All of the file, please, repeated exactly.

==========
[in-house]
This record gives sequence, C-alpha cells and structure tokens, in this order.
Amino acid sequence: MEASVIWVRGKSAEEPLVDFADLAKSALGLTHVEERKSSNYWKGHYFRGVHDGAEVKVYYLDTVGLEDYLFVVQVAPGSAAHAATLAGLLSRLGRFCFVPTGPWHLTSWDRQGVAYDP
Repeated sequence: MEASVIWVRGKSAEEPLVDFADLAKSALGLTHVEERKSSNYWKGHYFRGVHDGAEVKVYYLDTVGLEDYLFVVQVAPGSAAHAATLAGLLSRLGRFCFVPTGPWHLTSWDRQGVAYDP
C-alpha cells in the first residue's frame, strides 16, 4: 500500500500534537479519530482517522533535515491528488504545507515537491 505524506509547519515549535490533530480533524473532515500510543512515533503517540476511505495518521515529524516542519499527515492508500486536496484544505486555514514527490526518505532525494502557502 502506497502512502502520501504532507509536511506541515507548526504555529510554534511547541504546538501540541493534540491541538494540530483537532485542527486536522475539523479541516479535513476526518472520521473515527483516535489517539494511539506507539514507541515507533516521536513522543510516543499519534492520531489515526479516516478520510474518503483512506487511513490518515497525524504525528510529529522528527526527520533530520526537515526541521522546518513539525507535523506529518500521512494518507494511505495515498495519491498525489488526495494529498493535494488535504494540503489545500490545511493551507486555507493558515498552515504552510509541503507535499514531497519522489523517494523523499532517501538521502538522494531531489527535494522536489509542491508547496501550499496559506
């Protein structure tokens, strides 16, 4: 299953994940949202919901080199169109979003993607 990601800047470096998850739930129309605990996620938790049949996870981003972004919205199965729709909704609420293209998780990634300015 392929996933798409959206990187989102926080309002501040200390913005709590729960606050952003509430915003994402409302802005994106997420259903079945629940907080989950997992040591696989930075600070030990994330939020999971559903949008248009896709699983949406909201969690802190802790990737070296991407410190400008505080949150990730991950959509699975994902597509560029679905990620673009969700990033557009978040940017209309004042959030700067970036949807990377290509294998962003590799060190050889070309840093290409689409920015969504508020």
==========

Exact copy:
[in-house]
This record gives sequence, C-alpha cells and structure tokens, in this order.
Amino acid sequence: MEASVIWVRGKSAEEPLVDFADLAKSALGLTHVEERKSSNYWKGHYFRGVHDGAEVKVYYLDTVGLEDYLFVVQVAPGSAAHAATLAGLLSRLGRFCFVPTGPWHLTSWDRQGVAYDP
Repeated sequence: MEASVIWVRGKSAEEPLVDFADLAKSALGLTHVEERKSSNYWKGHYFRGVHDGAEVKVYYLDTVGLEDYLFVVQVAPGSAAHAATLAGLLSRLGRFCFVPTGPWHLTSWDRQGVAYDP
C-alpha cells in the first residue's frame, strides 16, 4: 500500500500534537479519530482517522533535515491528488504545507515537491 505524506509547519515549535490533530480533524473532515500510543512515533503517540476511505495518521515529524516542519499527515492508500486536496484544505486555514514527490526518505532525494502557502 502506497502512502502520501504532507509536511506541515507548526504555529510554534511547541504546538501540541493534540491541538494540530483537532485542527486536522475539523479541516479535513476526518472520521473515527483516535489517539494511539506507539514507541515507533516521536513522543510516543499519534492520531489515526479516516478520510474518503483512506487511513490518515497525524504525528510529529522528527526527520533530520526537515526541521522546518513539525507535523506529518500521512494518507494511505495515498495519491498525489488526495494529498493535494488535504494540503489545500490545511493551507486555507493558515498552515504552510509541503507535499514531497519522489523517494523523499532517501538521502538522494531531489527535494522536489509542491508547496501550499496559506
């Protein structure tokens, strides 16, 4: 299953994940949202919901080199169109979003993607 990601800047470096998850739930129309605990996620938790049949996870981003972004919205199965729709909704609420293209998780990634300015 392929996933798409959206990187989102926080309002501040200390913005709590729960606050952003509430915003994402409302802005994106997420259903079945629940907080989950997992040591696989930075600070030990994330939020999971559903949008248009896709699983949406909201969690802190802790990737070296991407410190400008505080949150990730991950959509699975994902597509560029679905990620673009969700990033557009978040940017209309004042959030700067970036949807990377290509294998962003590799060190050889070309840093290409689409920015969504508020």